Defeats make doubters of us all. For players and coaches there will always be the nagging sense of a ball dropped or a thread left unpicked. For those of us outside the tent looking in there is the tendency to search for wider, more dramatic and concerning trends.
Place all that into the context of a first European final defeat for Leinster and it’s no surprise if the post-mortem on Saturday’s loss to Saracens breeds all sorts of theories and concerns.
There were concerns over Leinster prior to last weekend. Nothing major, or terminal, but the sense that the side hadn’t managed the peaks reached last time around and the related suspicion that the squad wasn’t quite as good.
Isa Nacewa had retired. Joey Carbery and Jordi Murphy had left for Munster and Ulster respectively. Now Sean O’Brien is poised to depart for London Irish and Jack McGrath is Belfast bound. It remains to be seen what Rob Kearney opts to do after the World Cup but the full-back may well be in his last few weeks as a Leinster player – the last week if Munster have their number in Saturday’s Guinness PRO14 semi-final.
That’s a lot of talent and knowledge to lose in the space of 12 months and, as Leo Cullen pointed out in Newcastle after the Sarries loss, Leinster are not in a position to pick ready-made replacements off the nearest tree. John Fogarty is another with his bags packed.
The province’s scrum coach will move up the ladder to an Ireland post this summer but he has no fears the club he leaves behind will not be, well, left behind.
“We’ve no fears for the players that are there,” he insisted. “We watch them develop every day. That’s something that I’m going to miss, watching them develop. They’ve moved on so quickly. You look at Josh van der Flier ... you could name them all. They’re quite experienced now but they started with one cap and got to two caps and then ten caps and on to 50 caps.
“Tadhg Furlong is still quite a young guy, but he got 100 caps for Leinster and he developed within Leinster. If we go plucking guys here and plonking them in here, guys like Tadhg don’t get through and that would be worse. We’re sticking to the plan.”
That means more academy players filtering through into the system and more game time for the likes of Max Deegan who bagged half-a-dozen minutes off the bench at St James’ Park. Fogarty is in awe of the youth at Leinster. James Ryan is the embodiment of a player hungry for information on where they went wrong and how they can better.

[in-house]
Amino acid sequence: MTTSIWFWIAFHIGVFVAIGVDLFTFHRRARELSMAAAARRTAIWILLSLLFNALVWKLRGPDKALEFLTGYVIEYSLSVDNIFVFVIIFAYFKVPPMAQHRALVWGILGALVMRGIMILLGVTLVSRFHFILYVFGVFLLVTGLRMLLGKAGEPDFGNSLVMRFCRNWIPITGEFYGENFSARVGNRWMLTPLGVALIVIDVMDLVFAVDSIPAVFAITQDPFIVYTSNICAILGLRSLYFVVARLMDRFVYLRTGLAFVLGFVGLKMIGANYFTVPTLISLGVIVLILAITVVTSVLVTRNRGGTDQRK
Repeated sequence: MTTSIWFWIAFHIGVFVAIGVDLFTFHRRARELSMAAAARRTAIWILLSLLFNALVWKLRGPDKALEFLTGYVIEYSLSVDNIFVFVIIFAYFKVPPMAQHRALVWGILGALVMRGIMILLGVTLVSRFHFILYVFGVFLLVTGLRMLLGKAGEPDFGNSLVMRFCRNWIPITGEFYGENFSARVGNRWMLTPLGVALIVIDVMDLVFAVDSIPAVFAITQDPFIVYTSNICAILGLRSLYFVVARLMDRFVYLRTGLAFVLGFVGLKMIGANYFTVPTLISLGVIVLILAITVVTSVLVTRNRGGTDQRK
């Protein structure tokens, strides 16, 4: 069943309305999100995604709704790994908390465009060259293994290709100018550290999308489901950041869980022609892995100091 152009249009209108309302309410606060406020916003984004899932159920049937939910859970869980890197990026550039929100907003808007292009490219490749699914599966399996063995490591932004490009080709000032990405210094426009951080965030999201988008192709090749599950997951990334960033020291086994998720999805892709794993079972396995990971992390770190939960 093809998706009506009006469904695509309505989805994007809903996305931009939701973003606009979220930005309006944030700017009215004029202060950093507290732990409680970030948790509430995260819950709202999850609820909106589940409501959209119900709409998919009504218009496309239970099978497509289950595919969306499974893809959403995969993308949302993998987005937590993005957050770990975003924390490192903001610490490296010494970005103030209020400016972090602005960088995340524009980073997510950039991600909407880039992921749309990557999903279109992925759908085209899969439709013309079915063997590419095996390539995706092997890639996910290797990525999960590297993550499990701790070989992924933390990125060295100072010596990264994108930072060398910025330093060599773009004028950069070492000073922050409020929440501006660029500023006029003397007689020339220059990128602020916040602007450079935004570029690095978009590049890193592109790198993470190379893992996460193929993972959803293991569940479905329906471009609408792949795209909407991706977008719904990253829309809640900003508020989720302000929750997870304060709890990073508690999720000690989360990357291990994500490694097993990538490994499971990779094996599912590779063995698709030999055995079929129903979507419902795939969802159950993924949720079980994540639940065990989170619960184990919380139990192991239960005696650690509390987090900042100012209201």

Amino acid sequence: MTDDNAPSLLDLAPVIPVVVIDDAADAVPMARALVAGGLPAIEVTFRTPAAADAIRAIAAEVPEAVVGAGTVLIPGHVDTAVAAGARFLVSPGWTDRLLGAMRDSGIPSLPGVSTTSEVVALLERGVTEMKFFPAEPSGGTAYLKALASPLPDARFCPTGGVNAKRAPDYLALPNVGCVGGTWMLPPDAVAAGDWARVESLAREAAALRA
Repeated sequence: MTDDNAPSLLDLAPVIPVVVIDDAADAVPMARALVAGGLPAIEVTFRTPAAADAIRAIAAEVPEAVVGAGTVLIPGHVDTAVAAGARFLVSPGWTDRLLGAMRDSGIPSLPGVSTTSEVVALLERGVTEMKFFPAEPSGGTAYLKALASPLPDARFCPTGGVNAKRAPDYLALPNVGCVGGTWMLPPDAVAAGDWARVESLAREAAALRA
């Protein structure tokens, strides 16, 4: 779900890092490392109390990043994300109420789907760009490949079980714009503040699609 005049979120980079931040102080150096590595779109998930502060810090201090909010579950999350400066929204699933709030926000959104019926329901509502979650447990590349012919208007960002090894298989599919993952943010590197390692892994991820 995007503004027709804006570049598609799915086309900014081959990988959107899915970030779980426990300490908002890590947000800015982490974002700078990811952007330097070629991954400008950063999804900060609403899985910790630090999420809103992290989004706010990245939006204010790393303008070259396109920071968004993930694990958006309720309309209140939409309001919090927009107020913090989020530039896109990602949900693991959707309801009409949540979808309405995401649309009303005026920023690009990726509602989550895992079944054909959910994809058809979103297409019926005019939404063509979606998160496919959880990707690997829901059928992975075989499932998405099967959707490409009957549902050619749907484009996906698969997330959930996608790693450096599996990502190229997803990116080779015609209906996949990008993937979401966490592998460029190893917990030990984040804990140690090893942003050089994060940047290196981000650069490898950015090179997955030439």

It’s that culture – and conveyor belt – that Leinster will continue to trust in, even when Jamison Gibson-Park and James Lowe become Irish-qualifed and the province will, theoretically, be able to dip lightly back into the free market.
"We felt we were on top in that half. We go 10-0 up and there are opportunities either side of half-time to put ourselves in a better position.
“That’s how we felt. A little bit of execution, some calls, it didn’t happen. Really small things and the game changes slightly. At 65 minutes or so they scored from that scrum and we were under a lot of pressure and they looked very dominant from there to the end of the game.”
Opinions differ and there are those who will say that Saracens’ power and execution was such that they would have beaten Leinster regardless of what happened either side of half-time when the province let points slip at both ends.
Maybe so, maybe not, but Leinster have lost before. Fogarty referenced the European semi-final defeat to Clermont Auvergne in 2017 and the heavy PRO12 defeat to Scarlets the same year as examples of similar lessons banked and learned.
Victories have offered up opportunities for advancement too. One of the first things Fogarty did after the Champions Cup final defeat of Racing 92 last year was to ask the front row why the strike in the scrum wasn’t quite up to scratch. Losing the latest decider may have been new. The introspection is much the same.